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Soc Sci Med. 2014 Feb;103:126-33. doi: 10.1016/j.socscimed.2013.06.032.

Structural competency: theorizing a new medical engagement with stigma and inequality.

Author information

1
Center for Medicine, Health, and Society, Vanderbilt University, Nashville, TN, United States. Electronic address: jonathan.metzl@vanderbilt.edu.
2
New York University, New York, NY, United States; Nathan Kline Institute for Psychiatric Research, Orangeburg, NY, United States.

Abstract

This paper describes a shift in medical education away from pedagogic approaches to stigma and inequalities that emphasize cross-cultural understandings of individual patients, toward attention to forces that influence health outcomes at levels above individual interactions. It reviews existing structural approaches to stigma and health inequalities developed outside of medicine, and proposes changes to U.S. medical education that will infuse clinical training with a structural focus. The approach, termed "structural competency," consists of training in five core competencies: 1) recognizing the structures that shape clinical interactions; 2) developing an extra-clinical language of structure; 3) rearticulating "cultural" formulations in structural terms; 4) observing and imagining structural interventions; and 5) developing structural humility. Examples are provided of structural health scholarship that should be adopted into medical didactic curricula, and of structural interventions that can provide participant-observation opportunities for clinical trainees. The paper ultimately argues that increasing recognition of the ways in which social and economic forces produce symptoms or methylate genes then needs to be better coupled with medical models for structural change.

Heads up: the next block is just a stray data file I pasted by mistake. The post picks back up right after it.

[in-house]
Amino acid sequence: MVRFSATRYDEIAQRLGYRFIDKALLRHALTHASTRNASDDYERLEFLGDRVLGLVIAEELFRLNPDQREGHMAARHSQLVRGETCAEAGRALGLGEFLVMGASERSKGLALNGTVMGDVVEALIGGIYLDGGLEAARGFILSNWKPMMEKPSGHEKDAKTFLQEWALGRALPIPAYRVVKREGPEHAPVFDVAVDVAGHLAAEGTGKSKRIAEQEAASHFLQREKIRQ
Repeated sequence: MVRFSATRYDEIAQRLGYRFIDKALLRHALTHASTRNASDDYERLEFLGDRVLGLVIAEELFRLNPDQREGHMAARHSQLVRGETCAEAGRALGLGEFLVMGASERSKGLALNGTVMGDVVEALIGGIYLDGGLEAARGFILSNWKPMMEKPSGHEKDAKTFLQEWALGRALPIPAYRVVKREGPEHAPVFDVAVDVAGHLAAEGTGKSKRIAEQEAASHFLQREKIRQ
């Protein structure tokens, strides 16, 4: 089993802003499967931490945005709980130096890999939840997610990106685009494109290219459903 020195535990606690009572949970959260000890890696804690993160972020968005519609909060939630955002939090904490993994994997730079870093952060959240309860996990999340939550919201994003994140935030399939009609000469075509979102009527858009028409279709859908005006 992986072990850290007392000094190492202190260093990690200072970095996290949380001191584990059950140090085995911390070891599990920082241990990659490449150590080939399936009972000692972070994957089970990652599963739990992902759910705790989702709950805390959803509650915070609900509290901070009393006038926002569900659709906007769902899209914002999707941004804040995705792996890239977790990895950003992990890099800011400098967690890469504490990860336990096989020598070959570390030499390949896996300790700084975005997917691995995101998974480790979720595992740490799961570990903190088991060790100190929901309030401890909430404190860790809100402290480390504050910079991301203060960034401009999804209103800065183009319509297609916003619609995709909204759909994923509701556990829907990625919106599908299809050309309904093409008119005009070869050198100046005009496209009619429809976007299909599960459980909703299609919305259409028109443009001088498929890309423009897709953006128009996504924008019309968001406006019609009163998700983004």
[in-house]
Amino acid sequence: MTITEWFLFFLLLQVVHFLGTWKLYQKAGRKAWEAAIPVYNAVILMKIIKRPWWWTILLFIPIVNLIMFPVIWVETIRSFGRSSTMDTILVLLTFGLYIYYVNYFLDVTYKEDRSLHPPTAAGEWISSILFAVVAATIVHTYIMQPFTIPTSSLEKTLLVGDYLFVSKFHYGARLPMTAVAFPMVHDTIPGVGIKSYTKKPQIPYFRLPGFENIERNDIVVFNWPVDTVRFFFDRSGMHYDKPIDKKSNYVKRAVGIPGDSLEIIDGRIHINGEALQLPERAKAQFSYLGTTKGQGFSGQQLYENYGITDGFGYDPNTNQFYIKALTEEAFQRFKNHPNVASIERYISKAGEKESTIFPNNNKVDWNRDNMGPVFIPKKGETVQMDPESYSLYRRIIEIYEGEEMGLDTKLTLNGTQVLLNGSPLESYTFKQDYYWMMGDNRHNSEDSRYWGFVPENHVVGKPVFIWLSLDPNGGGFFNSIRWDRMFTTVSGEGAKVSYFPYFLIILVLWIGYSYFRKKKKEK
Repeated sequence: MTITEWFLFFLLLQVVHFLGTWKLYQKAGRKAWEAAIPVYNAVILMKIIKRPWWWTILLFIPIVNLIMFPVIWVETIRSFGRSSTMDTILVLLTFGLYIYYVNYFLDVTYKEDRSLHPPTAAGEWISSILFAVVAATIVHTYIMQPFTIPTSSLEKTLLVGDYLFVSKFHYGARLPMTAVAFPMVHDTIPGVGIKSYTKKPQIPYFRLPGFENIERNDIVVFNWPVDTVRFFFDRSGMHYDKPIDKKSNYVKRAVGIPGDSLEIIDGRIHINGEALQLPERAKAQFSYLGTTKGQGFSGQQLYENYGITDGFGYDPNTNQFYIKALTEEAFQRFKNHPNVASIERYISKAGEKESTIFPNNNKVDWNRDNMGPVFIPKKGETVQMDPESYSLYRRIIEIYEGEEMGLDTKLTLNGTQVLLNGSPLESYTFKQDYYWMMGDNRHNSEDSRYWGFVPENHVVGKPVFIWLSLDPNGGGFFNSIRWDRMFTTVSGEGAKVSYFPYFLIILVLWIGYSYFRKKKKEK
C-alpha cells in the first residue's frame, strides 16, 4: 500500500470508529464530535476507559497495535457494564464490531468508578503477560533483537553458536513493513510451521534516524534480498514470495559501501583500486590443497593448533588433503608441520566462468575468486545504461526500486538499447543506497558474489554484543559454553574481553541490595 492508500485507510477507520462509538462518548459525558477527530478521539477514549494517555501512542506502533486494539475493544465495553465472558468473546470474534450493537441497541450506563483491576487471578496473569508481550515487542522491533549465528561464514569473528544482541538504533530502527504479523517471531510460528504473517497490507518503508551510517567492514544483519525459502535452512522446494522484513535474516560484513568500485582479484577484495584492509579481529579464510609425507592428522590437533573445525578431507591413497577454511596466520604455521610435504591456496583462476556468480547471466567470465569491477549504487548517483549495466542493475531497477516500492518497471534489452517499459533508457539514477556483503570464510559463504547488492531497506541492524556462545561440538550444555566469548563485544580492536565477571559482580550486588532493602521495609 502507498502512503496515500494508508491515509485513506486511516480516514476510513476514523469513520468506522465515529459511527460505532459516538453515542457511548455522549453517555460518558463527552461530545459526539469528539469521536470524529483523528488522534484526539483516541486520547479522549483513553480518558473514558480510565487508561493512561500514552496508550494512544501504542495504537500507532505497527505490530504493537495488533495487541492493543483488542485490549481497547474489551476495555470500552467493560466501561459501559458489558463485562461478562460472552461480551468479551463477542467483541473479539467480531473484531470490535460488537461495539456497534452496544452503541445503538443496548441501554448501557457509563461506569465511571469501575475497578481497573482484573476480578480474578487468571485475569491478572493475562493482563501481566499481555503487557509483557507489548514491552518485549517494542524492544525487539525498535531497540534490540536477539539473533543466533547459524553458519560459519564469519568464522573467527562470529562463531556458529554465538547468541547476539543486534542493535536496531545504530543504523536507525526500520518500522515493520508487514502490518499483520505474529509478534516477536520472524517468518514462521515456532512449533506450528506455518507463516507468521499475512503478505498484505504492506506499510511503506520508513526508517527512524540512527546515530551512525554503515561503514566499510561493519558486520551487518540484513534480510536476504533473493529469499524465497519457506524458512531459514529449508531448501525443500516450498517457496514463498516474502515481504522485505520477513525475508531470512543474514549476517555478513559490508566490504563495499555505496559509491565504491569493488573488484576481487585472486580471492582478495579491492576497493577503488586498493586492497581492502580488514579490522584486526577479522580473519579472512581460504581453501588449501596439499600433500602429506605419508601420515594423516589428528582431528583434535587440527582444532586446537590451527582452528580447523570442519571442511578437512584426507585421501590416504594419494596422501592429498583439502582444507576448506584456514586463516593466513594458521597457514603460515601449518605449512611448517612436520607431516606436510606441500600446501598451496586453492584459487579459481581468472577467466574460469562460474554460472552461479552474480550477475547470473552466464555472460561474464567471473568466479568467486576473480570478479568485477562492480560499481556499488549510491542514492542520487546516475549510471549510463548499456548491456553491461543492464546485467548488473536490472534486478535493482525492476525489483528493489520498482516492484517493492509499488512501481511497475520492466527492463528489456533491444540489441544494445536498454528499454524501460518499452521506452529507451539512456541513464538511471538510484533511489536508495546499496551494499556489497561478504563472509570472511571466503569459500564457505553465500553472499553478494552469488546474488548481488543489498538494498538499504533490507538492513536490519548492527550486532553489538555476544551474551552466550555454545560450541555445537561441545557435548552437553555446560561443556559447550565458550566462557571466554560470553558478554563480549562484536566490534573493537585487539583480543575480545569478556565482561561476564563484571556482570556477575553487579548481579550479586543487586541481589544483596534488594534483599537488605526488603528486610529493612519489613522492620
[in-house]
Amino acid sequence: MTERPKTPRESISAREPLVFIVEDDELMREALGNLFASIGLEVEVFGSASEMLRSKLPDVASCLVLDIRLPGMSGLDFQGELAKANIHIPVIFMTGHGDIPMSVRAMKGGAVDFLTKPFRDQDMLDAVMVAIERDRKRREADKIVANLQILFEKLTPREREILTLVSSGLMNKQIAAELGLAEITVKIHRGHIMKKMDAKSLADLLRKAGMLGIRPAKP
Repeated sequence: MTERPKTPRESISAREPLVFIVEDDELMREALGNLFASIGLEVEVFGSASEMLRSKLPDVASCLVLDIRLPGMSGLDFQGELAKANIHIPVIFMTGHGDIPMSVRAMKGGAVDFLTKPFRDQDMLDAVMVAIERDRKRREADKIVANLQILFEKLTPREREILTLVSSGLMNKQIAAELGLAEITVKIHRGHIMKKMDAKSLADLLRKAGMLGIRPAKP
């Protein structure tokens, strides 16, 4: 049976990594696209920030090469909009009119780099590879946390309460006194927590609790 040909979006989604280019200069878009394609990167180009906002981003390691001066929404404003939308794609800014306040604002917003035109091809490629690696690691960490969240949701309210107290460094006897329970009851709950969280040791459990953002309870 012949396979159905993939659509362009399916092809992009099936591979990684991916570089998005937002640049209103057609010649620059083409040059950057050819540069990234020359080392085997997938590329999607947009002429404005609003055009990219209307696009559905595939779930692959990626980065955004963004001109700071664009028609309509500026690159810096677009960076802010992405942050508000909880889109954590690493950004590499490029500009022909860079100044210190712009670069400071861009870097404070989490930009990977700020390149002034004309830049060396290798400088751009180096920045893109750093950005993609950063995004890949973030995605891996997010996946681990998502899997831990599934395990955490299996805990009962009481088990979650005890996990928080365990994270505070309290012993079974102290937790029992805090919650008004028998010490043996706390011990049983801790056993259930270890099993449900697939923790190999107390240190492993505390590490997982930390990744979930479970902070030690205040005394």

KEYWORDS:

Cultural competency; Medical education; Social determinates of health; Stigma

PMID:
24507917
PMCID:
PMC4269606
DOI:
10.1016/j.socscimed.2013.06.032
[Indexed for MEDLINE]
Free PMC Article

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